Where Does Mass Come From?


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W particle produced in a collision in the ATLAS experiment, triggered by Weizmann-made detectors (red lines). Image: the ATLAS Experiment at CERN

Understanding how particles – say, electrons – get their mass is a challenge for physicists. The Standard Model says that all fundamental particles – for instance, the electron or the “W” and “Z” particles that carry the electroweak force – owe their mass to another particle called the “Higgs boson.” Only, no such particle has yet been discovered in any experiment. Another mystery: Most of the mass in the Universe comes, not from the particles we know about, but from some strange, invisible material that has been dubbed “dark matter.”

Scientists in the Institute’s Faculty of Physics are key players in the global effort to solve the riddle of the source of mass. Prof. Ehud Duchovni participated in the experiments in which the W and Z particles were discovered. He and others have now joined in the search for the Higgs boson in the gigantic LHC particle accelerator at CERN. Prof. Giora Mikenberg, who heads the Israeli research team at CERN, developed, together with his team at the Institute, a unique particle detector that is now installed in the LHC. This detector is specially tuned to find evidence that Higgs bosons have been created in the experiments. Prof. Eilam Gross is responsible for the statistical methods used to interpret the data collected in the ATLAS research station.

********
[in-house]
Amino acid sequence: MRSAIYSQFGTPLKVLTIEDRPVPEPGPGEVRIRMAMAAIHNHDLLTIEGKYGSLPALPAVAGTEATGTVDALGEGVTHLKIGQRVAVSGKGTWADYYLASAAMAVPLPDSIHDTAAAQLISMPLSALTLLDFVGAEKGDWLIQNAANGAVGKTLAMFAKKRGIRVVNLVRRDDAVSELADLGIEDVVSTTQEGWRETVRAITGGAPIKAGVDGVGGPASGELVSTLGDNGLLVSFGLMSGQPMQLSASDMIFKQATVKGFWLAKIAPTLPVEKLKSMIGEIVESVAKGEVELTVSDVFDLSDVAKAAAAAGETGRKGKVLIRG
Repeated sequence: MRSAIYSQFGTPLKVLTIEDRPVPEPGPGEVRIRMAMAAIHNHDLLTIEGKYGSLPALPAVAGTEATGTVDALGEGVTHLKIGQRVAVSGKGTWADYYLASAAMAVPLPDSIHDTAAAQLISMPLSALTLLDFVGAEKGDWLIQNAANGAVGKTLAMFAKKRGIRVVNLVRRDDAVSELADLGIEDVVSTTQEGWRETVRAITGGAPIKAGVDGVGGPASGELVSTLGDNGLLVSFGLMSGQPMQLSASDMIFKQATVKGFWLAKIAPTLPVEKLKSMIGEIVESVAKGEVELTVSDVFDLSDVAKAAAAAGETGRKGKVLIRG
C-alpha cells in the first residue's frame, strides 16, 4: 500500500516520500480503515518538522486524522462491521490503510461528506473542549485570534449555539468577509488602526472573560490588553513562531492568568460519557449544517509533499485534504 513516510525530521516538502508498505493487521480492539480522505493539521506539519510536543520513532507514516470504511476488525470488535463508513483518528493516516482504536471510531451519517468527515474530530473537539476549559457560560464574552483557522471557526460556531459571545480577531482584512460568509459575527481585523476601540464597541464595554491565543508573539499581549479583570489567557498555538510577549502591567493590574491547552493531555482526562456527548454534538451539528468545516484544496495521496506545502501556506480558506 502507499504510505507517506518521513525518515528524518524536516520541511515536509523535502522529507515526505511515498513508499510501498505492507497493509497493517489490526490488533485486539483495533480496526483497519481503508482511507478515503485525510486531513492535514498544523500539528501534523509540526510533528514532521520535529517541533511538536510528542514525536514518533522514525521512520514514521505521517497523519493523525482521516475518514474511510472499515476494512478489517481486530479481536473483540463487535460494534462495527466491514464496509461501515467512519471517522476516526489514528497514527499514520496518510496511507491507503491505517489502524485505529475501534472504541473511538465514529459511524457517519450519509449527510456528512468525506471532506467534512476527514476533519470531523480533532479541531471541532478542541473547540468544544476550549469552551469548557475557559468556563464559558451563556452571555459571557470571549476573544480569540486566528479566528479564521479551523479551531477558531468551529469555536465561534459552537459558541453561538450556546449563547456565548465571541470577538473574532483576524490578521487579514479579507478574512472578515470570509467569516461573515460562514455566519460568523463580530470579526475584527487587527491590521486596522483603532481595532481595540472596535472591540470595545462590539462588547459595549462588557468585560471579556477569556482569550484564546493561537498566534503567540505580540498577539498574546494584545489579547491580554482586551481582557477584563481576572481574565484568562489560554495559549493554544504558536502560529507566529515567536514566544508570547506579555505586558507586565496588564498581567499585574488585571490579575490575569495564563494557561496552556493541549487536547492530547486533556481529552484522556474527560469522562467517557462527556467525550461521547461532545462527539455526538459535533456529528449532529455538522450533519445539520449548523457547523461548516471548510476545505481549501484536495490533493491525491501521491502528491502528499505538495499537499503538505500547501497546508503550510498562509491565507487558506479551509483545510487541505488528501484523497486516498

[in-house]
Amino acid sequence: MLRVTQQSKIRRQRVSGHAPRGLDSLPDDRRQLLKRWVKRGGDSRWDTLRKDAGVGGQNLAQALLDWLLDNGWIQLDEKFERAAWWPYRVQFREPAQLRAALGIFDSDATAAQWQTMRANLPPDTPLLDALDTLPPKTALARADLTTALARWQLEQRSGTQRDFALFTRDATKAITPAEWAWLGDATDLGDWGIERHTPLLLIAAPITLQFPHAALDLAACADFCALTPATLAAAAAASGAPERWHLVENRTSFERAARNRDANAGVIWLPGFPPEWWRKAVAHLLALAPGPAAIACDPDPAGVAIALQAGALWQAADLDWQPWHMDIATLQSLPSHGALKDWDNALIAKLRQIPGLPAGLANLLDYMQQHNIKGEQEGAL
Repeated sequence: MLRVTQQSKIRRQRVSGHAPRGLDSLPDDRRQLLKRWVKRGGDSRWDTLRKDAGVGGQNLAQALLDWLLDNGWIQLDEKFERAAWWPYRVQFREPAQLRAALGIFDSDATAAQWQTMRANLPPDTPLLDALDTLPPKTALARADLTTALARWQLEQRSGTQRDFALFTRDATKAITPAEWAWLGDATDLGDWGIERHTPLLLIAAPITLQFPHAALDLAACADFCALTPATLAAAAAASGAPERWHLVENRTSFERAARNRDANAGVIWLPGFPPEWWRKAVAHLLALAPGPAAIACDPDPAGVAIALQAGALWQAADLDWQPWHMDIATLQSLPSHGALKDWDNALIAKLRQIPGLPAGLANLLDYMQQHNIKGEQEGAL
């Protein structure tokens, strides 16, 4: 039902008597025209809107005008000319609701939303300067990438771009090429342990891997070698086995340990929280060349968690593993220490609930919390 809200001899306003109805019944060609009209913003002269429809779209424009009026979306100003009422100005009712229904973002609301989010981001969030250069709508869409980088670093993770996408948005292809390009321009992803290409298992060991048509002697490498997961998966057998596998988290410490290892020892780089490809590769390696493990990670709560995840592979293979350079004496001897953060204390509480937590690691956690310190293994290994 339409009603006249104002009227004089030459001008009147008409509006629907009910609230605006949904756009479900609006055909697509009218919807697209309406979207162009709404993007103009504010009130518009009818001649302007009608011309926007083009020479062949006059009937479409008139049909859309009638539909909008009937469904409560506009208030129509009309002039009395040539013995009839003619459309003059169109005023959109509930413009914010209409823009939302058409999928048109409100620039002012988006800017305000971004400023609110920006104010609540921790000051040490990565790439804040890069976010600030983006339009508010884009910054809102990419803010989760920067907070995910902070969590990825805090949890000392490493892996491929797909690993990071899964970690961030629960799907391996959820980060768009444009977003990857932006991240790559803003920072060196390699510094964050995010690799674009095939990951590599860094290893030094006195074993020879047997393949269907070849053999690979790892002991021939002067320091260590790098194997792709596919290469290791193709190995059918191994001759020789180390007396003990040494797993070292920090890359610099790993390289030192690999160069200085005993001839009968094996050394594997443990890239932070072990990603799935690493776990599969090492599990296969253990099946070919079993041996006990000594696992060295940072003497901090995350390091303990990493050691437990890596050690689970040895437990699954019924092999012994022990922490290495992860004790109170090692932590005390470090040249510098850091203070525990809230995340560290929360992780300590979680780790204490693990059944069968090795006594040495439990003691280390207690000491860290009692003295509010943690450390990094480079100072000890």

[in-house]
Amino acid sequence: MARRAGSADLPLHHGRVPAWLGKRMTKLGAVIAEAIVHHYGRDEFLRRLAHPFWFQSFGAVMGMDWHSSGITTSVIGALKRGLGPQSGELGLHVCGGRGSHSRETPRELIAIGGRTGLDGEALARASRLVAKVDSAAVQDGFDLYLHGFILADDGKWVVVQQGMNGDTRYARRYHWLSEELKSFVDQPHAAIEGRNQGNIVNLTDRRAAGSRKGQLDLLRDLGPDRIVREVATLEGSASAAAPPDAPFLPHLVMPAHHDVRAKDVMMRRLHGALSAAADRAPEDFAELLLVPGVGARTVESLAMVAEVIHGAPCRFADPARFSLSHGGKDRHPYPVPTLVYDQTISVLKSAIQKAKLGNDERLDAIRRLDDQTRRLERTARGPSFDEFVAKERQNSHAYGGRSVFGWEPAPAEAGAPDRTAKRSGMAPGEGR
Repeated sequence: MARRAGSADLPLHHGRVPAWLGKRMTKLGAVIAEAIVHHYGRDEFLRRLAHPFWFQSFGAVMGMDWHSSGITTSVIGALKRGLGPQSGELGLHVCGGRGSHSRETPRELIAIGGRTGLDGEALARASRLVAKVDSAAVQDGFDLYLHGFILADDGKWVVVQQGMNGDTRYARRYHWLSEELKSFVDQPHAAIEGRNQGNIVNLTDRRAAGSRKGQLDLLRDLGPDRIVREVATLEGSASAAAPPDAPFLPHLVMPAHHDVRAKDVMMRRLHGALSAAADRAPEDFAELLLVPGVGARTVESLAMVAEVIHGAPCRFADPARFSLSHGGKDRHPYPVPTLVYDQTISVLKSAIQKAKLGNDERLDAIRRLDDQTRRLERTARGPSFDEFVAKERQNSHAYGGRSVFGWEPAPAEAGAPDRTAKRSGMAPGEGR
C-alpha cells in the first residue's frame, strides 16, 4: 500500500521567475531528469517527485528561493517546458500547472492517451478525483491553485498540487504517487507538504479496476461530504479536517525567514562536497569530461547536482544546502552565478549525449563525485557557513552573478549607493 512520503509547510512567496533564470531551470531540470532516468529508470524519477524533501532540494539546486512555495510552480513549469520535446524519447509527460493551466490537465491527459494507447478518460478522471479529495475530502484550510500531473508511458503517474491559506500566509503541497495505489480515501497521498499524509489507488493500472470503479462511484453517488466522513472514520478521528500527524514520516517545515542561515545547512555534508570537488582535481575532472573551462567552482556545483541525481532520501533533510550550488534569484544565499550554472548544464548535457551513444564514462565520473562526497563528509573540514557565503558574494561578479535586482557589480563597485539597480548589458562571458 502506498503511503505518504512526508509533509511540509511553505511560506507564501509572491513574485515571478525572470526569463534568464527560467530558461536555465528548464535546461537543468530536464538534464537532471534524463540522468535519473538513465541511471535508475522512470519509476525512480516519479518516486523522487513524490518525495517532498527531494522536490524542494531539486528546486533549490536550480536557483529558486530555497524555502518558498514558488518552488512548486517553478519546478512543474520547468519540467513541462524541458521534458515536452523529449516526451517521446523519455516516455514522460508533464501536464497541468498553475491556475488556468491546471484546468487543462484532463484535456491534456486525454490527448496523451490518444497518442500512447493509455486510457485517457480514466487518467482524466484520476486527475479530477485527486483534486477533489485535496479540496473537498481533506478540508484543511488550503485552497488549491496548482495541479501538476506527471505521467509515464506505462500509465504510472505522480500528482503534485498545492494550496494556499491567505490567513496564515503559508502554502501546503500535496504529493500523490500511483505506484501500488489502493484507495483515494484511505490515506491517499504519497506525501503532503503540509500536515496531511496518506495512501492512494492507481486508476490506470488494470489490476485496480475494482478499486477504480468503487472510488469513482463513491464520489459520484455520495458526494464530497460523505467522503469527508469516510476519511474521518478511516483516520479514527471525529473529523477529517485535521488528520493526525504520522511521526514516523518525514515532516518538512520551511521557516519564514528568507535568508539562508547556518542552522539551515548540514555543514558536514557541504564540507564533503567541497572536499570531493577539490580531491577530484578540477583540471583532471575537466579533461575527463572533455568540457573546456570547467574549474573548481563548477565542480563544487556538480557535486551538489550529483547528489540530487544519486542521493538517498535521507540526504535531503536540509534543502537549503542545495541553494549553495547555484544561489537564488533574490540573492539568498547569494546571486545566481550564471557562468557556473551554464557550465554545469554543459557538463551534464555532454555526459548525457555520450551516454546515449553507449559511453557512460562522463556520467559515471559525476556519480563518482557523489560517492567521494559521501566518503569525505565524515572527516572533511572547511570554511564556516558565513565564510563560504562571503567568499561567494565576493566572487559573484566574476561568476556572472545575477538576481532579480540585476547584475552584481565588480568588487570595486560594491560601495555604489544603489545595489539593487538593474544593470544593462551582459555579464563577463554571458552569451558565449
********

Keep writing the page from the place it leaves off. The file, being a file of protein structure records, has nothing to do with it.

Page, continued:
Dr. Gilad Perez investigates the possibility that our universe has extra dimensions, and suggests ways to find them through the LHC experiments. The existence of such extra dimensions might solve the riddle of mass in the Universe. Prof. Yosef Nir researches the “family tree” of mass through three “generations” of quarks with different masses. He also works on the theory of supersymmetry, which explains, among other things, the existence and unique properties of the Higgs particle, as well as the source of dark matter.
(l-r) Dr. Gilad Perez, Profs. Ehud Duchovni, Yosef Nir, Eilam Gross and Giora Mikenberg


Prof. Eilam Gross’s research is supported by the Rosa and Emilio Segre Research Award.

Prof. Giora Mikenberg is Head of the Nella and Leon Benoziyo Center for High Energy Physics; his research is supported by the Rosa and Emilio Segre Research Award. Prof. Mikenberg is the incumbent of the Lady Davis Chair of Experimental Physics.

Prof. Yosef Nir is Head of the Center for Experimental Physics. Prof. Nir is the incumbent of the Amos de-Shalit Chair of Theoretical Physics.

Dr. Gilad Perez’s research is supported by the Peter and Patricia Gruber Award. Dr. Perez is the incumbent of the Shlomo and Michla Tomarin Career Development Chair.